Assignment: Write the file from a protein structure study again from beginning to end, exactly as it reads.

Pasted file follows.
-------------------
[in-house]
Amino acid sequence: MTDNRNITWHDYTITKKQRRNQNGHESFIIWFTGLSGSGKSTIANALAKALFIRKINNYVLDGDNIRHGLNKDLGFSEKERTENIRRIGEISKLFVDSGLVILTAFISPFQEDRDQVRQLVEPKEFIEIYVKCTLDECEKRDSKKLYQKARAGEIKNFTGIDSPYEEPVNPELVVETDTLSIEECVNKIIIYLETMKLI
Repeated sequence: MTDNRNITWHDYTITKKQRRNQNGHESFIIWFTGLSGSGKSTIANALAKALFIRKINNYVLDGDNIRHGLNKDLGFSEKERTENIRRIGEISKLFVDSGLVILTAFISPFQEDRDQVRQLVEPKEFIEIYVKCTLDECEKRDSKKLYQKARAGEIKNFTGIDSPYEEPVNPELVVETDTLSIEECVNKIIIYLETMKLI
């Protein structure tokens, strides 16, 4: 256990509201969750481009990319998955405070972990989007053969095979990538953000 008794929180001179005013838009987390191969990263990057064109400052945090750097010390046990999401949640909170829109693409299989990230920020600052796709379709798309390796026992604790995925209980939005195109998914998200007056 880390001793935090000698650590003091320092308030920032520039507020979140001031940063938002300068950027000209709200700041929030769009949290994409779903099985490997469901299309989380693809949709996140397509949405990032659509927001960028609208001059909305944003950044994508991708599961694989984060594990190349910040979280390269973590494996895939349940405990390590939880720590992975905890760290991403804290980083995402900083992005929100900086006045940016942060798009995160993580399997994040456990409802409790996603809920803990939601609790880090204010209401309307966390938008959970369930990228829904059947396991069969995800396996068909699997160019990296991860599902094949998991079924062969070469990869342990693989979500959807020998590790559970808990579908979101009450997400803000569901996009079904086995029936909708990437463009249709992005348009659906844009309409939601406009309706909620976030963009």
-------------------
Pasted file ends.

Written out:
[in-house]
Amino acid sequence: MTDNRNITWHDYTITKKQRRNQNGHESFIIWFTGLSGSGKSTIANALAKALFIRKINNYVLDGDNIRHGLNKDLGFSEKERTENIRRIGEISKLFVDSGLVILTAFISPFQEDRDQVRQLVEPKEFIEIYVKCTLDECEKRDSKKLYQKARAGEIKNFTGIDSPYEEPVNPELVVETDTLSIEECVNKIIIYLETMKLI
Repeated sequence: MTDNRNITWHDYTITKKQRRNQNGHESFIIWFTGLSGSGKSTIANALAKALFIRKINNYVLDGDNIRHGLNKDLGFSEKERTENIRRIGEISKLFVDSGLVILTAFISPFQEDRDQVRQLVEPKEFIEIYVKCTLDECEKRDSKKLYQKARAGEIKNFTGIDSPYEEPVNPELVVETDTLSIEECVNKIIIYLETMKLI
């Protein structure tokens, strides 16, 4: 256990509201969750481009990319998955405070972990989007053969095979990538953000 008794929180001179005013838009987390191969990263990057064109400052945090750097010390046990999401949640909170829109693409299989990230920020600052796709379709798309390796026992604790995925209980939005195109998914998200007056 880390001793935090000698650590003091320092308030920032520039507020979140001031940063938002300068950027000209709200700041929030769009949290994409779903099985490997469901299309989380693809949709996140397509949405990032659509927001960028609208001059909305944003950044994508991708599961694989984060594990190349910040979280390269973590494996895939349940405990390590939880720590992975905890760290991403804290980083995402900083992005929100900086006045940016942060798009995160993580399997994040456990409802409790996603809920803990939601609790880090204010209401309307966390938008959970369930990228829904059947396991069969995800396996068909699997160019990296991860599902094949998991079924062969070469990869342990693989979500959807020998590790559970808990579908979101009450997400803000569901996009079904086995029936909708990437463009249709992005348009659906844009309409939601406009309706909620976030963009």